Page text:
Ed Helms | Hangover 2 premiere

Ed Helms. There’s really nothing else we can say.

May 20, 2011

Mann’s Chinese Theater

“Hangover 2” premiere

wearing: red white & blue plaid tie from The Mailer Collection, SS11


Alpine Village | Germany in Torrance, CA

We’ve been touring our backyards, the sprawling suburban crawl of Southern California, for inspiration for our SS12 collection.

Alpine Village in Torrance is a little slice of German kitsch, which we highly recommend for anyone looking for Ritter Sport and Bratwurst without the hassle of the airport.

60's N.A.S.A. Fashion

We just had dinner with Booth Moore and Adam Tschorn of the LA Times for a long-overdue catch up over Japanese fried chicken and other delectable bar foods.

The random topic- not so much anymore given this weekend’s final launch of the Endeavour from Cape Canaveral– of 60’s N.A.S.A. fashion came up, particularly those short sleeved button-up oxfords that mission control workers would wear beneath their neckties.

We know you remember those iconic photos of mission control with all those career men looking like drones in their white short sleeves shirts and solid color ties…

As summer approaches, we want to firmly stand behind this look as one that is not only weather-appropriate, but modernly stylish as well.

Just make sure your shirt fits well, is cut short, just below the waist (if you decide not to tuck it in), and your tie is a slimmer fit with a brightly colored plaid or gingham print. You want to channel the men of N.A.S.A., not look like them.

Congratulations, Ilaria & Eric

This past weekend, one of our favorite couples, Ilaria Urbinati and Eric Ray Davidson, got married.

Ilaria is stylist to some of today’s biggest male celebrities along with owning LA’s best store, Confederacy. Eric, is a photographer whose work can be seen in GQ, Details, Esquire and a bevy of other major publications.

We were honored that Eric contacted us to wear one of our ties. We or course happily obliged.

He ended up wearing the grey linen tie from The Salinger Collection, which paired perfectly with his bespoke navy blue Simon Spurr suit that Mr. Spurr made expressly for him on his special day. Simon Spurr happens to be our favorite menswear designer who we hope to someday work with.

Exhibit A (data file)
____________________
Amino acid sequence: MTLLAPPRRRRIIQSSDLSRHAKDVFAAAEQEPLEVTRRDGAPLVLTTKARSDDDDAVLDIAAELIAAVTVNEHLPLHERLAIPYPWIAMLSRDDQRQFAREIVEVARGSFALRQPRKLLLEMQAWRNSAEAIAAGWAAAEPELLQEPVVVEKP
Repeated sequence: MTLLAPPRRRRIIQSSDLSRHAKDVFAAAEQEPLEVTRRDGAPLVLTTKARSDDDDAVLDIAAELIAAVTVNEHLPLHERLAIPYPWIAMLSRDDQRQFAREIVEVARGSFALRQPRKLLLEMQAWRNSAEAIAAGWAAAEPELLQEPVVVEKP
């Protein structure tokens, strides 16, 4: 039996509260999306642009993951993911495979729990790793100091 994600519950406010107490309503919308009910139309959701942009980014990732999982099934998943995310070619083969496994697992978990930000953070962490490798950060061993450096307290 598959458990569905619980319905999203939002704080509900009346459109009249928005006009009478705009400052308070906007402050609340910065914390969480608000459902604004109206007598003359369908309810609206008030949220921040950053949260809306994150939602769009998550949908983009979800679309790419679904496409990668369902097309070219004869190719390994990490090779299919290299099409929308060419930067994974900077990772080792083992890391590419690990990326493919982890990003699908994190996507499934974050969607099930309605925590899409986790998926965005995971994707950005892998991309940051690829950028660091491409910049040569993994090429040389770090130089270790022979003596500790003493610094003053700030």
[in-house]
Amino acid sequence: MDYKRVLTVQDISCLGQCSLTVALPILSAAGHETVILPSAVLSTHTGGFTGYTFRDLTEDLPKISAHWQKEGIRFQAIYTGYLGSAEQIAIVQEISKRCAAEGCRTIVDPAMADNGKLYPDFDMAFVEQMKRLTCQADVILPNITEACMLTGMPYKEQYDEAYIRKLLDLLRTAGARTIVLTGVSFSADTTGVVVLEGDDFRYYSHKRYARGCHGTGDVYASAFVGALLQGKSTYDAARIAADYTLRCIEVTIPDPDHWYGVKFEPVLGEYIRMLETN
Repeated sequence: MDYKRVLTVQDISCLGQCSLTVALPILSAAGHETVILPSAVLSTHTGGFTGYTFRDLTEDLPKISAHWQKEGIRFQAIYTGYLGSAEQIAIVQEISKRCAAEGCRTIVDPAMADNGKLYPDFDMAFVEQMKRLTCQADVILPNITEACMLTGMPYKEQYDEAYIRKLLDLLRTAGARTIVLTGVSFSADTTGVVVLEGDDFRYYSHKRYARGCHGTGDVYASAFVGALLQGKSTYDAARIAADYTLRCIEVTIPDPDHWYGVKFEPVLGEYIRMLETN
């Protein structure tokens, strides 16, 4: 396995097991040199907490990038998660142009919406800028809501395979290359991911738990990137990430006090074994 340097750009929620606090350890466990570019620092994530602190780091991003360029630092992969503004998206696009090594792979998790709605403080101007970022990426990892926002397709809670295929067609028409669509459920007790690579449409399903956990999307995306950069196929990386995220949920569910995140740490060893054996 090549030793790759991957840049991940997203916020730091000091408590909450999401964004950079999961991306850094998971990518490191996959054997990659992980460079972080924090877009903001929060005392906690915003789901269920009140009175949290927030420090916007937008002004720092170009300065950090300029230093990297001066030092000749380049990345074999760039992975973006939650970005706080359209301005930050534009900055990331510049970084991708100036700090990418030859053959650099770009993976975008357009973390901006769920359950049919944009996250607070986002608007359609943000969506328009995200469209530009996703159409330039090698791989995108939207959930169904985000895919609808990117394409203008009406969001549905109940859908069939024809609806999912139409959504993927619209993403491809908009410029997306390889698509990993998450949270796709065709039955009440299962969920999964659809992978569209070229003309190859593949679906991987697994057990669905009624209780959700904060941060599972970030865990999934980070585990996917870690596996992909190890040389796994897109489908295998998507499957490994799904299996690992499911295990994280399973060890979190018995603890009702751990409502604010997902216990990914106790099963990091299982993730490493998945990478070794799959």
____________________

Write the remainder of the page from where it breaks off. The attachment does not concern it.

GQ covered the wedding, where you can see all the photos HERE.

Googie Architecture | Eldon Davis Dies at 94

His work was described as whimsical, space-age, aerodynamic, groundbreaking. He and his fellow cohorts espoused a style of architecture that became known as Googie Architecture, with a defining trait of being willing to try anything to catch the eye of the passing motorist.

Eldon Davis was an influential architect that was known as the father of the California coffee shop.

His most well-known architectural feats were the original Norm’s on La Cienega and Pann’s in Westchester.

He was for all intents and purposes a groundbreaking voice in mid-century modern architecture that would soon take root in this city.

We mourn his death. But the man left an indelible mark on this city with his eye-catching designs.

LA Times has a nice piece that can be read HERE.

Newton N. Minow Dies at 81

Former FCC Chairman Newton N. Minow, a major figure of the Kennedy administration, recently passed away at the age of 81.

He was best known for his speech railing against the mind-numbing characteristics of television, which soon became known as the “vast wasteland” speech.

In this speech he said,

“When television is good, nothing — not the theater, not the magazines or newspapers — nothing is better. But when television is bad, nothing is worse. I invite each of you to sit down in front of your own television set when your station goes on the air and stay there, for a day, without a book, without a magazine, without a newspaper, without a profit and loss sheet or a rating book to distract you. Keep your eyes glued to that set until the station signs off. I can assure you that what you will observe is a vast wasteland”

This speech is considered one of the one hundred best speeches of the 20th century.

We tip our hat to a man who essentially wants us to read a book.